VoIP and SIP
From Elvanör's Technical Wiki
- SIP is the main standard, and is open. Different SIP clients can work together, however due to codecs differences and other aspects, this may not always work. SIP is more modern than H323 (an older standard) and is probably the best choice right now (March 2009).
- Work is in progress to add VoIP (audio / video support) to the XMPP (Jabber) protocol through the Jingle project.
- A SIP account can be obtained for free at ekiga.net. Note that Free gives you a SIP account (freephonie.net), however they do not always obey to the SIP specifications and some clients cannot work with this account. On the other hand, other clients have trouble connecting to ekiga.net...
- Firewalls can be problematic so some applications will use a STUN server to work around NAT issues. Ekiga seems to work fine, other applications are not always able to do this correctly apparently.
- Also, applications under VirtualBox seem to have more firewall related problems, even when using bridged mode.
- You cannot seem to have two applications registered to the same SIP account at the same time (it probably depends on the server settings, of course). Note that Ekiga does not unregister its session when quitting (you have to manually do it in the Accounts window).
- An outbound proxy is the server used to make outgoing calls.
- The best codec seems in fact to be G729, but it is not a free codec.
- G723 and iLDC (not supported by OVH) seem good too. But G723 has poor client support at least in Linux.
- G711 (u-law / A-law) works everywhere, but is very poor quality.
- There are three methods for sending DTMF tones. Not all of them are supported on every client:
- Inband (the tone is sent via the audio flux)
- RTP (RFC 2833)
- SIP INFO
- On Linux, as of June 2010 the best application seems to be sflphone.
- Other worthy applications, ordered by note:
- qutecom (very nice interface, works decently, no G723/G729 codec support included)
- sflphone (stable, bad interface, few codecs, no inband DTMF support, no Gentoo package)
- Ekiga (very buggy, decent interface, development seems to be not very active)
- ZoIper (not free software, but good interface)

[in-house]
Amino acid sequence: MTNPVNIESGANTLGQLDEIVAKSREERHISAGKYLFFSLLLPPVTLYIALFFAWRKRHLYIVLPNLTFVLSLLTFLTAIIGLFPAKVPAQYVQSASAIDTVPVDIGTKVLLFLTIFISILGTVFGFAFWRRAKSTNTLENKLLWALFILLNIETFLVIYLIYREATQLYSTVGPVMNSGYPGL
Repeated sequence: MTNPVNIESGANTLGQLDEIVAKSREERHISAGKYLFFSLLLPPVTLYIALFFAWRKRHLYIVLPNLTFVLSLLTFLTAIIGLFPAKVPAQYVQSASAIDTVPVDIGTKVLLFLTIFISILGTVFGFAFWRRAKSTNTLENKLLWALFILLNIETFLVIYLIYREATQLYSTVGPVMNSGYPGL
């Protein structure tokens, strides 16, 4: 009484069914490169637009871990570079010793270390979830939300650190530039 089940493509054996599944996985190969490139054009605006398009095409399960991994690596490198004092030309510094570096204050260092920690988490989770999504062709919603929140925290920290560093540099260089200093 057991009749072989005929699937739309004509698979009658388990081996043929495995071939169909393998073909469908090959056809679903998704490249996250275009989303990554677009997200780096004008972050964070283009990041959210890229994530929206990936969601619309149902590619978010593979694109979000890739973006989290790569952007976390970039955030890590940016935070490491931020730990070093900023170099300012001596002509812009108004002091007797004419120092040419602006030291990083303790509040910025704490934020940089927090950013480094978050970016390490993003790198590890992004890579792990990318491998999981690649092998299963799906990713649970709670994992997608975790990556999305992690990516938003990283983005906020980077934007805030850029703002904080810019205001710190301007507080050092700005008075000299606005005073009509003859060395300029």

- SIP Communicator (written in Java, needs JMF - Java Media Framework - with the native libraries, and it's impossible to install those in Gentoo right now). Maybe on IcedTea it would work better.
- Linphone (most of the times, does not work)
- twinkle (stable, but totally outdated interface and not compatible with KDE 4)
- Empathy (could not get SIP to work, and is a typical Gnome application, eg, very bad :)
- On Mac OS X Ekiga is unfortunately not available. X-Meeting should be used but it seems much more buggy than Ekiga.
- GoogleTalk will add support for SIP at some point.
- It seems possible to build optional G729 codec support, but it does not look simple.
- There does not seem to be any option for DTMF sending, but it works great with OVH anyway.
- To get debugging ouput under Gentoo, Ekiga and associated libraries must be built with the debug USE flag (that's not only for internal gdb debugging).
- To get DTMF support (the ability to send tones via the dialpad), you must build Ekiga and its libraries with the dtmf USE flag. It does not seem to work very well (with every system) yet though. If you press a key on the dialpad while Ekiga was not built with DTMF, I had a very strange error (every call would later result in "Security Check Failed"). The error goes away after some time.
- Twinkle is still based on Qt 3, and has such is ugly and currently have a problem with KDE 4 preventing the application from minimizing to the system tray.
- Apart from that, it looks more mature than Ekiga. I had fewer problems when calling via Localphone.com VoIP provider (calls are getting disconnected though).
- It is now masked in Portage so is not a long term solution unless a new version (KDE 4 native) appears.
- OVH does not support DTMF via RFC with a G711 codec (and I am not sure SIP INFO works everywhere, so this is problematic).
- OVH supported codecs:
- G711 (a/u)
- For conferences (eg, more than 2 people) a server should be used, with each peer obtaining a connection to the server.
Closed Applications and Protocols
- There are many closed protocols and applications. Skype is one of them. It is easy to setup and works relatively well, but the Linux version is not the same quality as the Windows one.
- MSN, iChat etc also use closed protocols which makes the use of audio / video hard with them.